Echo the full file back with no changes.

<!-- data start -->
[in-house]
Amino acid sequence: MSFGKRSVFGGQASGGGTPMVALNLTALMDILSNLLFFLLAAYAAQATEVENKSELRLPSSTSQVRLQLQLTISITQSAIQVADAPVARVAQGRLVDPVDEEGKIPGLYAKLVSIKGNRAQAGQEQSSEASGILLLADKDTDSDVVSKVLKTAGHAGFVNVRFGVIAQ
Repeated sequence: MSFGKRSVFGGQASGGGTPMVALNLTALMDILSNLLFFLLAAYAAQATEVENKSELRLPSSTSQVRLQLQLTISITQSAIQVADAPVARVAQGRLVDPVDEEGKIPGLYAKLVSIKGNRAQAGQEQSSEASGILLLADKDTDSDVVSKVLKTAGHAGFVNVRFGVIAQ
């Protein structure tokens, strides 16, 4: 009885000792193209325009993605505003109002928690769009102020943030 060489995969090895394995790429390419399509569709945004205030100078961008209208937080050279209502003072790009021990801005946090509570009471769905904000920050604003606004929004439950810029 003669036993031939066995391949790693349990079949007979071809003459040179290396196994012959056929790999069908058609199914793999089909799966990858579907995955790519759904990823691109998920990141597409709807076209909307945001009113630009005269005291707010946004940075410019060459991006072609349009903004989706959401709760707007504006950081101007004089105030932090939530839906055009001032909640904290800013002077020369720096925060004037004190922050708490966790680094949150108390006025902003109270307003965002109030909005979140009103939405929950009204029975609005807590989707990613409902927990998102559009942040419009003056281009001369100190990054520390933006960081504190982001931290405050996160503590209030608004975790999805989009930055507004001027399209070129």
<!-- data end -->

[in-house]
Amino acid sequence: MSFGKRSVFGGQASGGGTPMVALNLTALMDILSNLLFFLLAAYAAQATEVENKSELRLPSSTSQVRLQLQLTISITQSAIQVADAPVARVAQGRLVDPVDEEGKIPGLYAKLVSIKGNRAQAGQEQSSEASGILLLADKDTDSDVVSKVLKTAGHAGFVNVRFGVIAQ
Repeated sequence: MSFGKRSVFGGQASGGGTPMVALNLTALMDILSNLLFFLLAAYAAQATEVENKSELRLPSSTSQVRLQLQLTISITQSAIQVADAPVARVAQGRLVDPVDEEGKIPGLYAKLVSIKGNRAQAGQEQSSEASGILLLADKDTDSDVVSKVLKTAGHAGFVNVRFGVIAQ
């Protein structure tokens, strides 16, 4: 009885000792193209325009993605505003109002928690769009102020943030 060489995969090895394995790429390419399509569709945004205030100078961008209208937080050279209502003072790009021990801005946090509570009471769905904000920050604003606004929004439950810029 003669036993031939066995391949790693349990079949007979071809003459040179290396196994012959056929790999069908058609199914793999089909799966990858579907995955790519759904990823691109998920990141597409709807076209909307945001009113630009005269005291707010946004940075410019060459991006072609349009903004989706959401709760707007504006950081101007004089105030932090939530839906055009001032909640904290800013002077020369720096925060004037004190922050708490966790680094949150108390006025902003109270307003965002109030909005979140009103939405929950009204029975609005807590989707990613409902927990998102559009942040419009003056281009001369100190990054520390933006960081504190982001931290405050996160503590209030608004975790999805989009930055507004001027399209070129």